This lithium exploration project could revitalize the Sask. oil industry
REGINA -- A new project is bringing lithium exploration to Saskatchewan, and it could have major implications for the province’s oil industry.
Prairie Lithium Corp. is part of a project that will take oilfield brine water, and extract lithium through a series of chemical reactions.
“The lithium-free brine water is then sent back down hole for disposal, and the extracted lithium can be sent for further refining into battery-grade materials,” said Zach Maurer, president and CEO of Prairie Lithium Corp.
Maurer has been studying lithium in Saskatchewan for the last three years. He began working with Dr. Ian Ireland, and the two developed this project’s process over several months.
“Prior to this, I was actually developing systems to treat oilfield-produced water,” said Dr. Ireland. “It’s the biggest waste in the oilfield. Normally, you produce oil and you produce more water, especially in Saskatchewan.”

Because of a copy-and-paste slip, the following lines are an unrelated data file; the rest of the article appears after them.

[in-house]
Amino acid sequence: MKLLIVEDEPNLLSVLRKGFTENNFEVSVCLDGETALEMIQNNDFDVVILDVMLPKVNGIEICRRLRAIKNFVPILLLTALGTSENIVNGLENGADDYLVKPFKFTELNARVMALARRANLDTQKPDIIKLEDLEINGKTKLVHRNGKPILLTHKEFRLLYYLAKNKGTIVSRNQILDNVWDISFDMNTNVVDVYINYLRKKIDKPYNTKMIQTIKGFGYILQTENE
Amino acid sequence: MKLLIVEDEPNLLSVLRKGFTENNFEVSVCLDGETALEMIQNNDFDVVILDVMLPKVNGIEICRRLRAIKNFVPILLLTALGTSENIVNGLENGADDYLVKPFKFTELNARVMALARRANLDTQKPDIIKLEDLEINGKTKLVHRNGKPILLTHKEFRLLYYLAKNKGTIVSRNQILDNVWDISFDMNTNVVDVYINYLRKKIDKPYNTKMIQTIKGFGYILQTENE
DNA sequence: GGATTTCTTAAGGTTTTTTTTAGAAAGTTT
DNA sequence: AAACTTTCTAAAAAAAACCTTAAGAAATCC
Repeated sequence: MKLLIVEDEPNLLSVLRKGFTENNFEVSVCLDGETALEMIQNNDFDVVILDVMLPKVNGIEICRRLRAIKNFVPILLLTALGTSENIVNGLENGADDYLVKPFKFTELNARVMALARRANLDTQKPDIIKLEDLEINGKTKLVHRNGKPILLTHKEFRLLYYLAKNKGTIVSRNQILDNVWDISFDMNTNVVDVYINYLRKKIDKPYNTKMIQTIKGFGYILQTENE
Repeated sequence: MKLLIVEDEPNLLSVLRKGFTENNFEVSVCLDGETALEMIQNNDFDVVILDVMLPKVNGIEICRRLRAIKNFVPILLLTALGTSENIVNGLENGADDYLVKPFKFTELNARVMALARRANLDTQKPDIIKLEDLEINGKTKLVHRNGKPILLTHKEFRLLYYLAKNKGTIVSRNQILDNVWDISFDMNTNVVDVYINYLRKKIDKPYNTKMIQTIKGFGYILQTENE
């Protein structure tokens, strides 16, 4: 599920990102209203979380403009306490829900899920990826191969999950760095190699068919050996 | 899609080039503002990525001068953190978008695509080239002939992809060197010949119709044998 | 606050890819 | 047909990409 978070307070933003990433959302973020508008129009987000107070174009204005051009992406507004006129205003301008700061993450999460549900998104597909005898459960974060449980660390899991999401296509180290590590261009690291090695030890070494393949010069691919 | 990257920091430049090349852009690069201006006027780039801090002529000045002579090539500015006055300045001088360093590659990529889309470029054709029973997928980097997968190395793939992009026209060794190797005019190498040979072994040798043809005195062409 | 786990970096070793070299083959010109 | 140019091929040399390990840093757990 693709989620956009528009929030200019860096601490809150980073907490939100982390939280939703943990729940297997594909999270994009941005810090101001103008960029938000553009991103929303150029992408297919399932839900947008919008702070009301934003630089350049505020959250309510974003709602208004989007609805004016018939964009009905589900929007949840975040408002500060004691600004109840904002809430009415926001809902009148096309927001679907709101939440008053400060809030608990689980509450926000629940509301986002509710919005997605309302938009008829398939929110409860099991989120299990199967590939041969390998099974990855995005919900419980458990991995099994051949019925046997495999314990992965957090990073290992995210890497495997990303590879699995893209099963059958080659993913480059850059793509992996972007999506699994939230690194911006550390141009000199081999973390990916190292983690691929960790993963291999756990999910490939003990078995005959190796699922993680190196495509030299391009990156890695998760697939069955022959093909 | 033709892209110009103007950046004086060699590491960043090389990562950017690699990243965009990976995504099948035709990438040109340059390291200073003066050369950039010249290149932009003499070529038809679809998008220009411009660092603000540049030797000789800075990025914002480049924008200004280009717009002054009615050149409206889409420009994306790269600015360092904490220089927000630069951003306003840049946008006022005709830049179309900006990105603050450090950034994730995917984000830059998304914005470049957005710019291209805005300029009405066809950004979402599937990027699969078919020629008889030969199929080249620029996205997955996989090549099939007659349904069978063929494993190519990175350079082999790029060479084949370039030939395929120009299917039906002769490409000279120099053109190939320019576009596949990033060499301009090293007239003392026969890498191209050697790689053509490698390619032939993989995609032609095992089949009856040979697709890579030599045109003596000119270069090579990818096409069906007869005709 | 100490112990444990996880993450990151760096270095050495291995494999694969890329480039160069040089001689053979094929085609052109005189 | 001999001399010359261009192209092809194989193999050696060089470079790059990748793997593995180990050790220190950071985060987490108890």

Ireland said pulling lithium from brine water isn’t a new idea, but the difficulty was taking it from the lab to commercial scale.
“Lots of trial and error. Lots of failed experiments,” said Ireland.
Maurer and Ireland’s process is anticipated to take under six hours, compared to the current industry standard of 18 months. Both believe the final design could have huge implications.
“There’s currently only one producing mine in North America, that only produces about one per-cent of the global supply of lithium,” said Maurer. “So, the entire continent of North America is actually extremely dependent on South America and Chinese imports of lithium.”
Maurer said there is a tremendous amount of lithium in Western Canada and with the oil industry struggling, this could be a way to use the infrastructure and skills already in place.
“There’s a huge opportunity right now to transition some of these suspended wells, and utilize existing brine-well production,” said Maurer.
Minister of Energy and Resources, Bronwyn Eyre, said the concept also has a good environmental footprint.
“It’s good for sustainability because it transitions those aging oil wells into another use,” said Eyre. “[It’s] good for diversification here in Saskatchewan.”
The next step for Prairie Lithium is to construct a facility and start field operations in the southern portion of the province, with the goal of becoming a global player right here in Saskatchewan.